Wednesday, September 15, 1999 Published at 15:19 GMT 16:19 UK
Call for holiday to honour Glyndwr
Owain Glyndwr held Wales's first parliament at Machynlleth
The date of 16 September could be celebrated as a national holiday if the Wales Heritage Campaign is successful.
The campaign is calling on people to join its efforts to make it a day honouring Welsh hero Owain Glyndwr.
The date marks the anniversary of the day in 1400 when Glyndwr was proclaimed Prince of Wales and the decision was made to rise against English rule.
A few days later, a small Welsh army rallied to Glyndwr's banner and attacked the English garrison town of Ruthin.
Next year marks the 600th anniversary of the event, which started the War of Independence.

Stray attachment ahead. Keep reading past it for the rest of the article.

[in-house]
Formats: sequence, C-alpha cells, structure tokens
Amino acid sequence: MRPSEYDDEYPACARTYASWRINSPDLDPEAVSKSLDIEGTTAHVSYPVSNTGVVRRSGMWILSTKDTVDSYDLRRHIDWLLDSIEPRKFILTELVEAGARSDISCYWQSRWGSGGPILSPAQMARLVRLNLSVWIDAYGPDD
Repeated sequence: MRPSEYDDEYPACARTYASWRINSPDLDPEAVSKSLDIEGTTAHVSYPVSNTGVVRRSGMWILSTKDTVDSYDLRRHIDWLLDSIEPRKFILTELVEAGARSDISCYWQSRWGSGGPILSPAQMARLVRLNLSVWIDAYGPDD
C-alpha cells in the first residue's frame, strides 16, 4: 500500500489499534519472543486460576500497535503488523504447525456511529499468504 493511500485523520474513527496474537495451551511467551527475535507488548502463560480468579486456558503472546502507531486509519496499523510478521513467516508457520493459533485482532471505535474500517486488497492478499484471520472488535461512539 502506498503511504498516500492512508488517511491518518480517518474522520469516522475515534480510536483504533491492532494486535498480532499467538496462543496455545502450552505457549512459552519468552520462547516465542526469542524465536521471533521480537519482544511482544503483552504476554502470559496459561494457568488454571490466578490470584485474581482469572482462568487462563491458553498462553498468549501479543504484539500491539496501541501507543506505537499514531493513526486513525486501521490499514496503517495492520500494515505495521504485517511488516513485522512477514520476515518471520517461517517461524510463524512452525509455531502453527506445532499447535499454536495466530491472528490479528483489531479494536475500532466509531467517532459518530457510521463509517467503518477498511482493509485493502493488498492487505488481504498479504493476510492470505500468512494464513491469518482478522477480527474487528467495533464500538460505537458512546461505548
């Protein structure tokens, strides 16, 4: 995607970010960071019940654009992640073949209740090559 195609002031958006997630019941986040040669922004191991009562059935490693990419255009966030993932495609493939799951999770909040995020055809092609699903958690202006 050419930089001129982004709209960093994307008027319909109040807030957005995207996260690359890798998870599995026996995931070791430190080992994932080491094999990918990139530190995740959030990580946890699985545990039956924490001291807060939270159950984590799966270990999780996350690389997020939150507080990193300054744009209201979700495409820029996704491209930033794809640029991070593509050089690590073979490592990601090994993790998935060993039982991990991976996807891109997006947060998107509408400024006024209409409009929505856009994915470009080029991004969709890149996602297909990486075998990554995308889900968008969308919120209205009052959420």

The campaigners want Glyndwr Day/Dydd Gwyl Owain Glyndwr to become a permanent public holiday.
Organisers said they were calling on "all Welsh patriots" to lobby to ensure the event is honoured as a public holiday.
Welsh Heritage is urging the National Assembly to back the campaign and formally recognise the date.
They also want to encourage the Welsh flag to be flown on the day, along with Glyndwr's banner and the Cross of St David.
Recently, rival groups planning to celebrate the anniversary have crossed swords over plans for a 16-foot slate monument to Glyndwr in Machynlleth, Powys, the site of the prince's parliament house.
The Owain Glyndwr Society - which counts Sian Phillips and Bryn Terfel among its patrons - commissioned the monument for the grounds of the town's Celtica exhibition centre.
The move annoyed the managers of the site of Glyndwr's parliament in the town and also another group in nearby Pennal, where Glyndwr held court. They claimed the Celtica site lacked the historical associations of their own locations.
Plans have also been unveiled to celebrate Glyndwr's links with Ruthin in Denbighshire with a new statue of the Welsh hero and a pavement mural commemorating his life.